‘Is there any way to recognize a mugger?’ asked Susan.

‘Sure.’ The instructor smiled. ‘He’s the one in the dark clothes, hiding in the bushes.’

Everyone but Susan laughed.

This was the third evening she had come. The first evening they had learned to scream loudly and to run fast. The second evening they had learned how keys and nail scissors could be used as weapons. Now they had learned ‘Who Is A Likely Mugging Victim?’

All the ladies who went home later held their heads high and didn’t walk near any bushes.

Stan was amazed at how strong and confident Susan seemed after only three weeks of self-defense training. ‘I’ve never seen you work so hard at anything,’ he said.

‘Well, some things are worth working hard at,’ she said. ‘And I’m still angry about being robbed!’

The shops were closed when the last movie-goers came out into the large, dark, Mulberry Street Shopping Center parking-lot.

It had been a Superman film. After two and a half hours of watching him bend iron and jump over tall buildings, Susan felt ready for anything.

Stan would not have approved of her going to the movies alone, of course, especially not back to the ‘scene of the crime’.

But he was away, and now she knew a thing or two about looking after herself.

A dark group of bushes stood between her and her car. She walked confidently through them, then turned and bent down a little to look carefully behind her.

She saw the man before He noticed her.

Everything she had learned about self-defense went through her mind: she examined his walk, the look on his shadowed face, and the object in his hands. She thought of those hours she’d had to work to earn fifty dollars, and of the man who had stolen it from her so easily. She took from her pocket the little gun that Stan had taught her to use. Then, just as the man stepped past the bushes, she jumped behind him so he couldn’t see her.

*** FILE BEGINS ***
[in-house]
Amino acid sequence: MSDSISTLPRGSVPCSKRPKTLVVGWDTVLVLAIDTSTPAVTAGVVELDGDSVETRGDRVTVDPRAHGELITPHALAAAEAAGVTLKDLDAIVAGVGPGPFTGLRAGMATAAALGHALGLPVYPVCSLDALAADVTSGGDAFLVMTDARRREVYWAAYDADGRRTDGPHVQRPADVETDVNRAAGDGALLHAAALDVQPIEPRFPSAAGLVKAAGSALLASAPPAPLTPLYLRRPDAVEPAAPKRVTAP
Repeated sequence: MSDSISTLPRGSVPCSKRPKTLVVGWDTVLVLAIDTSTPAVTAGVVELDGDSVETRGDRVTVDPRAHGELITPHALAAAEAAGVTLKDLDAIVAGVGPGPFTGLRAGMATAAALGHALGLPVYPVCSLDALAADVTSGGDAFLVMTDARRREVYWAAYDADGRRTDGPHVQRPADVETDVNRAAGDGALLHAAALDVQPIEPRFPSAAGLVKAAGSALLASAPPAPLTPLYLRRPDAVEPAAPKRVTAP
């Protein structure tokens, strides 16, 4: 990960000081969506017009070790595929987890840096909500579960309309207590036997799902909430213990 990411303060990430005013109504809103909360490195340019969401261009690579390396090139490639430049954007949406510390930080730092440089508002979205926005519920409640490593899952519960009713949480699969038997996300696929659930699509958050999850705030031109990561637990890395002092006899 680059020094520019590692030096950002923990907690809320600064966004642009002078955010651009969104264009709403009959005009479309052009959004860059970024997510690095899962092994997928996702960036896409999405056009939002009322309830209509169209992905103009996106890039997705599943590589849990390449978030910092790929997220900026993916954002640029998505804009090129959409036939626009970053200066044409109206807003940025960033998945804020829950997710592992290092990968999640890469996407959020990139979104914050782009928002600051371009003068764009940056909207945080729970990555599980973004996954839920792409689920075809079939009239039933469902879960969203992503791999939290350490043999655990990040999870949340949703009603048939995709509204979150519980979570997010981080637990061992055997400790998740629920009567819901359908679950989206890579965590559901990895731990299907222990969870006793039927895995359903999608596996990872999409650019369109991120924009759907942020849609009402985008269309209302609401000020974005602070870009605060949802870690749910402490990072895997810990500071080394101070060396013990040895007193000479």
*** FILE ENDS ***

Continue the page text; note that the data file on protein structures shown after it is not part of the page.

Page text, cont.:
She put the gun against his head.

‘I don’t want to hurt you,’ Susan said in her confident new voice, which sounded lower than normal. ‘I just want your money.’

The little old man dropped his shopping bag beside one leg of Susan’s trousers.

‘There’s been another mugging at the shopping center!’ Stan folded back the local newspaper. The edges touched his fried egg. ‘That just proves what I’ve said. You should never go there alone at night. You won’t, will you, Susan?’

‘You’re getting egg on your trousers, dear.’

‘What? Oh! It’s all over the floor, too.’

‘Don’t worry about it,’ said Susan. ‘I’ll clean it up. I have lots of extra time now.’

Stan smiled a little nervously. He was glad she had stopped doing that low-paying job at the sales office, but he was afraid his lovely but lazy Susan might not try very hard to find another job. ‘You’ll have time to train for something better,’ he said, hopefully. ‘I’m sure you can find an easier way to make money.’

Lazily, Susan stirred her coffee.

‘Yes, dear.’ She smiled. ‘I probably can.’